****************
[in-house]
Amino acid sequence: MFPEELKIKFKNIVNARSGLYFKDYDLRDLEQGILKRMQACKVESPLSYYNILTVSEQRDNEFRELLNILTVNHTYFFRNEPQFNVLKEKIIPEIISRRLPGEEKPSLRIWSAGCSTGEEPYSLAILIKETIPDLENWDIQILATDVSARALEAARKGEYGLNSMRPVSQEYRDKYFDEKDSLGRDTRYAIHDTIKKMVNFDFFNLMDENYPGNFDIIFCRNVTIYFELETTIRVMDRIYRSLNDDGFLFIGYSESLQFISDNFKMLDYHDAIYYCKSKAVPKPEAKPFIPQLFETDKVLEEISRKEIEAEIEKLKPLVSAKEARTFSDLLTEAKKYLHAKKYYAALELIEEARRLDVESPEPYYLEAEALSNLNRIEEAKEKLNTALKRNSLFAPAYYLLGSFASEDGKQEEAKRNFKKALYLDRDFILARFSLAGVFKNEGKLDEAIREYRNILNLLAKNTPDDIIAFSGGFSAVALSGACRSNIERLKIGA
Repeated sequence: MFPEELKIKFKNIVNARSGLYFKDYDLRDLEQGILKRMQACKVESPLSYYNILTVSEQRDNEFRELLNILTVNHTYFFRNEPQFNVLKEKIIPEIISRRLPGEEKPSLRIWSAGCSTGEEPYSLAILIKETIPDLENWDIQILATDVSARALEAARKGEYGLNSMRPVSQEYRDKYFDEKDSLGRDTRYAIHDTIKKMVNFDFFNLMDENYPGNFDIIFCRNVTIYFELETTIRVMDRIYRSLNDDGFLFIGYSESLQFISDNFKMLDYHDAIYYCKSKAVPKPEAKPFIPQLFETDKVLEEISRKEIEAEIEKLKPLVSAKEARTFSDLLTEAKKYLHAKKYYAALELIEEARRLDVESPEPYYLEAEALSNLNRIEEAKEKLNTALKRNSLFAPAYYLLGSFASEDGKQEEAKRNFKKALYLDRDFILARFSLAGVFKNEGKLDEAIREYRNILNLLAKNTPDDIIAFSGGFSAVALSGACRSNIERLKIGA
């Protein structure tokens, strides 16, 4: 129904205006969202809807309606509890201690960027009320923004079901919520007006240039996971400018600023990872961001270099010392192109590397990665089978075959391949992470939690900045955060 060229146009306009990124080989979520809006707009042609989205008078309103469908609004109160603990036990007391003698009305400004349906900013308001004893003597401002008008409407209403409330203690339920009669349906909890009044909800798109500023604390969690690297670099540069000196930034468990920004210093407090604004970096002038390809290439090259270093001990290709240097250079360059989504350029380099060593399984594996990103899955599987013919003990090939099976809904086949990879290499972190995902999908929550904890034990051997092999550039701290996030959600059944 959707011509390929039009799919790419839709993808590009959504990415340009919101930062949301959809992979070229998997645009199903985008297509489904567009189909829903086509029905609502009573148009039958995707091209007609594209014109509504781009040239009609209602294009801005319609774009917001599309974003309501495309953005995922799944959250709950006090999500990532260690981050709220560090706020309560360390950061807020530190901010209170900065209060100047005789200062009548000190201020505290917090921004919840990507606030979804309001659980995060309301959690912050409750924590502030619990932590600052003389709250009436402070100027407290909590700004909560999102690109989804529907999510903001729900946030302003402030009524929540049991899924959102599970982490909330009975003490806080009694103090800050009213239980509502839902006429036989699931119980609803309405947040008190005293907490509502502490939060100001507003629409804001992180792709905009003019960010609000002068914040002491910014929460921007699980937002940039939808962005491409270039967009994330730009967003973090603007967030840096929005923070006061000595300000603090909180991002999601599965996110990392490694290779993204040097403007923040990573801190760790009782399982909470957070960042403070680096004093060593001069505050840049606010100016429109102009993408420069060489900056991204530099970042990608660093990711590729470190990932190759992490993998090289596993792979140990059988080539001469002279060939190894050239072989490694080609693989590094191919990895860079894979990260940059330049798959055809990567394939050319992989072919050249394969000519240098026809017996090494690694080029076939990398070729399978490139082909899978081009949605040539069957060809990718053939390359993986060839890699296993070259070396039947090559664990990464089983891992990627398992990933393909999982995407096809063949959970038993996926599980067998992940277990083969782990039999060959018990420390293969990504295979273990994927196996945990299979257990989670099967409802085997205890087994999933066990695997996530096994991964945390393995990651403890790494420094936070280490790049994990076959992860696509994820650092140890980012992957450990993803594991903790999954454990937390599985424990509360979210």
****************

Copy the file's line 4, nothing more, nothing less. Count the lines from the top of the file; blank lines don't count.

């Protein structure tokens, strides 16, 4: 129904205006969202809807309606509890201690960027009320923004079901919520007006240039996971400018600023990872961001270099010392192109590397990665089978075959391949992470939690900045955060 060229146009306009990124080989979520809006707009042609989205008078309103469908609004109160603990036990007391003698009305400004349906900013308001004893003597401002008008409407209403409330203690339920009669349906909890009044909800798109500023604390969690690297670099540069000196930034468990920004210093407090604004970096002038390809290439090259270093001990290709240097250079360059989504350029380099060593399984594996990103899955599987013919003990090939099976809904086949990879290499972190995902999908929550904890034990051997092999550039701290996030959600059944 959707011509390929039009799919790419839709993808590009959504990415340009919101930062949301959809992979070229998997645009199903985008297509489904567009189909829903086509029905609502009573148009039958995707091209007609594209014109509504781009040239009609209602294009801005319609774009917001599309974003309501495309953005995922799944959250709950006090999500990532260690981050709220560090706020309560360390950061807020530190901010209170900065209060100047005789200062009548000190201020505290917090921004919840990507606030979804309001659980995060309301959690912050409750924590502030619990932590600052003389709250009436402070100027407290909590700004909560999102690109989804529907999510903001729900946030302003402030009524929540049991899924959102599970982490909330009975003490806080009694103090800050009213239980509502839902006429036989699931119980609803309405947040008190005293907490509502502490939060100001507003629409804001992180792709905009003019960010609000002068914040002491910014929460921007699980937002940039939808962005491409270039967009994330730009967003973090603007967030840096929005923070006061000595300000603090909180991002999601599965996110990392490694290779993204040097403007923040990573801190760790009782399982909470957070960042403070680096004093060593001069505050840049606010100016429109102009993408420069060489900056991204530099970042990608660093990711590729470190990932190759992490993998090289596993792979140990059988080539001469002279060939190894050239072989490694080609693989590094191919990895860079894979990260940059330049798959055809990567394939050319992989072919050249394969000519240098026809017996090494690694080029076939990398070729399978490139082909899978081009949605040539069957060809990718053939390359993986060839890699296993070259070396039947090559664990990464089983891992990627398992990933393909999982995407096809063949959970038993996926599980067998992940277990083969782990039999060959018990420390293969990504295979273990994927196996945990299979257990989670099967409802085997205890087994999933066990695997996530096994991964945390393995990651403890790494420094936070280490790049994990076959992860696509994820650092140890980012992957450990993803594991903790999954454990937390599985424990509360979210």